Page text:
In the last year, hubby and I have managed to see two of our young ones graduate from university. While we are far from the first to reach this milestone, and certainly not the last, it has been kind of surreal especially when we consider how far we’ve come. Indeed, it is only at the end of a journey that one can look back and marvel at the experience – from the first day in kindergarten through to primary and then high school.
Then came the ups and downs of getting admission and choosing the right undergraduate courses, trying hard (and failing) to understand the courses they finally settled on (because in our time there were just a handful and easy to remember; there were so many times I would have to ask, “What is the name of your degree again?”). Since this was not primary or high school, the hubby and I did not have the benefit of frequent face to face meetings with teachers and there were no end of term progress reports; we just had to learn to trust that they were attending classes when they said they were and that any reports they brought back were accurate.
With both of them, I have emphasised that while it is they that had to sweat it out during CATs, exams and assignments, their academic success so far is not their own – a host of people have contributed in one way or another; whether it was an aunt or uncle who agreed to do the school run while the hubby and I were away or who dispensed discipline for stepping out of line, or an older cousin who babysat, or a good friend who came through with a loan on those occasions when money was tight.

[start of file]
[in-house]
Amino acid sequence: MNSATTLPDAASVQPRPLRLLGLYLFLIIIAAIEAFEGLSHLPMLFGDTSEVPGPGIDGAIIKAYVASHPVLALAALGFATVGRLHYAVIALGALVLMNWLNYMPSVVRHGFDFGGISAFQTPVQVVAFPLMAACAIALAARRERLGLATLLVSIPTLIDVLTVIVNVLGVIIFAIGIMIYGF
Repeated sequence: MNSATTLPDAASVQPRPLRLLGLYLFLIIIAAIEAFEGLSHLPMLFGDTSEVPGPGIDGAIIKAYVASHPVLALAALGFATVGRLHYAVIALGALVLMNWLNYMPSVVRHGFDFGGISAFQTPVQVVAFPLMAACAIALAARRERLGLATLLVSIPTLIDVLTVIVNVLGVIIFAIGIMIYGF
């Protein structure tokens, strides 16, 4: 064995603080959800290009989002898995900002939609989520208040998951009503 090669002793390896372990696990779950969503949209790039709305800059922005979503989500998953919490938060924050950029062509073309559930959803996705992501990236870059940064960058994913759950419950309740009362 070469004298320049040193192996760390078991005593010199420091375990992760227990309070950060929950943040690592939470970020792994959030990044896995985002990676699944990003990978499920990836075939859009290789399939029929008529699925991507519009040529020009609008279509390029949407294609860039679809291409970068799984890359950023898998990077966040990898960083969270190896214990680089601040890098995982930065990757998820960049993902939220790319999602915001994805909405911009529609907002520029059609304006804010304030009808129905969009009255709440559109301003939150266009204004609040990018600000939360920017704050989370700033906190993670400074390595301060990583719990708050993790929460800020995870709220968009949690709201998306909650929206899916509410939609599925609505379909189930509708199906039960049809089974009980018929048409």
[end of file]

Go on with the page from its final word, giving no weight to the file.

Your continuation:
Maybe it was a grandparent who sat them down and offered gems of wisdom and advice, or a housekeeper who ensured there were clean clothes and fresh food available, or tutors who offered their free time to make sure a particular subject was properly understood... I call this our support system that has been invaluable to us over the years, never to be taken for granted.
When our older girl graduated last weekend, her brother tweeted something to the effect that the hubby and I would now, after many years, find ourselves with extra money that we wouldn’t know what to do with.
- READ MORE
- Violence on children likely to affect them when schools reopen
- C-section births are the new cash cow for doctors
- Five changes in a child you should pay attention to
- Impart the value of health in children
I laughed out loud at that because we all know the nature of money – there is always, always something that needs to be done with it, so that is not a problem we are likely to face any time soon. If it is not school fees, then it is a medical bill, or a broken tap, or a fundraiser... no, I don’t see any ‘extra’ money lying around with nothing to do. But if we did have it, I would maybe attempt to repay that great support network that has walked alongside us and helped us get this far.
One would think now that the older two have already started discovering the world on their own as bona fide adults with national ID cards and good academic certificates to their names, we can stop being overly concerned about them. But I am finding that that is not true.
Last month, our oldest walked into the house in the late afternoon and announced that he had just been robbed – at gunpoint no less. Trying not to imagine all the other ways that nasty incident could have ended took deliberate effort on my part as we thanked the good Lord that although the young man lost some personal items and important documents, the robbers left him unhurt. It also confirmed that our work is far from done, degrees or no degrees.